As of today, Joan Didion can cross “crowd-funding” off her bucket list. The laconic 79-year-old essayist — who vivisected the '60s, became half of a Hollywood power couple, and more recently wrote two best-sellers about losing her husband and daughter suddenly — will be the subject of a documentary titled (aptly, if unoriginally) We Tell Ourselves Stories in Order to Live. Her nephew, the actor Griffin Dunne, who will co-direct it with documentary veteran Susanne Rostock, put the project up on Kickstarter yesterday. It reached its goal of $80,000 at 10:30, roughly 24 hours later.
There's an apocryphal story in Game of Thrones fandom that goes like this: Around 1997, author George R.R. Martin saw Joel Schumacher's Batman & Robin, and, like many other people, hated it. Martin's ire was particularly drawn to George Clooney's infamous bat-nipples, and he began looking for a way to get literary revenge. Whether or not the story is true, this much is fact: Starting with 1998's A Clash of Kings, the author introduced a new phrase to the Westerosi lexicon: "as useless as nipples on a breastplate." So far in the "Song of Ice and Fire" series, Martin has used the expression to describe everything from dragonglass knives to Grand Maester Pycelle. It's clear: Despite how much GRRM loves nipples in other contexts, he really does not like them on breastplates.
As you may have heard, that gum you like is going to come back in style (read: Twin Peaks is returning to TV). And to prepare fans for the return of the cult hit 25 years after it first debuted, David Lynch's co-creator, Mark Frost, plans to release a novel titled The Secret Lives of Twin Peaks to catch us up on what has happened to the characters since we last saw them. "This has long been a dream project of mine that will bring a whole other aspect of the world of Twin Peaks to life, for old fans and new,” Frost said. “I couldn’t be more thrilled.”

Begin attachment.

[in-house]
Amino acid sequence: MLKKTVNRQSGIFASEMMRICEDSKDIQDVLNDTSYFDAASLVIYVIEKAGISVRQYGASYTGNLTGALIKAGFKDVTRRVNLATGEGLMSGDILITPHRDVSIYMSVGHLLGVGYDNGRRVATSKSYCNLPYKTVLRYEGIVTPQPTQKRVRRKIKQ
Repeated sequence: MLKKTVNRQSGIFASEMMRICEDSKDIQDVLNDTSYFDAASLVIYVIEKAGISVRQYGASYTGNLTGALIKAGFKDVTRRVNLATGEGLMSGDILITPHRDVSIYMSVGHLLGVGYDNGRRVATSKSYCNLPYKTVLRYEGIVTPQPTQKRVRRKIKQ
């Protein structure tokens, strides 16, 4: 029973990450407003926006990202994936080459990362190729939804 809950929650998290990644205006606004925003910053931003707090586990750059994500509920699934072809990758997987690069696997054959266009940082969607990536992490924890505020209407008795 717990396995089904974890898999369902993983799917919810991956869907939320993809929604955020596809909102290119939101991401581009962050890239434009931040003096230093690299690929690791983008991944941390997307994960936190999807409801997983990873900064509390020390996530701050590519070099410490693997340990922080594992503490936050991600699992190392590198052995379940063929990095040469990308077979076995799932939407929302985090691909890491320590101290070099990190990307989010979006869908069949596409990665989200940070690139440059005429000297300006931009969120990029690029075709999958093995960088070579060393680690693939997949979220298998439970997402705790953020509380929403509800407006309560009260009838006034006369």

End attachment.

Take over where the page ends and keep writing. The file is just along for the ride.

Undeterred by the failure of Animal Practice, NBC is banking once more on the American public's obvious love for adorable animals, giving a put pilot commitment to a TV adaptation of Marley & Me. Or, seeing as the network also ordered another IT Crowd remake, maybe it's just getting in on the ground floor of the sure-to-be forthcoming wave of mid-2000s nostalgia. Both versions of Marley & Me have ended with the death of the eponymous dog, and it's unclear what the story's move to a serialized medium like television means for the beloved pet's longevity. Will Marley die in May sweeps every year, only to return each September as if nothing had changed — or, as in Lost, will the show postpone Marley's fatal case of gastric dilatation volvulus until the show receives a concrete end date? Either way, John Grogan keeps getting those checks.
Michael Chabon says there is still a chance his Hobgoblin project may come to fruition as a television show. “Not by FX, but I hope so,” he told Vulture at the New Yorker Festival party on Saturday. “It’s not entirely a dead parrot,” the author said of the story set in the Nazi era. “We’ll see. It’s almost dead,” he added. There is no action at all on the long-rumored television adaptation of his novel Kavalier & Clay. “I would like to report there was, but no, that one’s still very much dead, as far as I know,” Chabon said. “TV seemed like it was going to be this wonderful new opportunity,” he mused. “So far, it hasn’t been that yet.”
Like so many once-goth teens who grew up in the 1990s, I am a huge Anne Rice fan. Although the last Rice novel that I read was 1998’s The Vampire Armand, I read and reread, often several times, everything she had written before that. Almost all of those books I would heartily give five stars. Since then, though I’ve lost contact with her novels, I have kept up with a lot of her other work, checking in every so often on her website, AnneRice.com.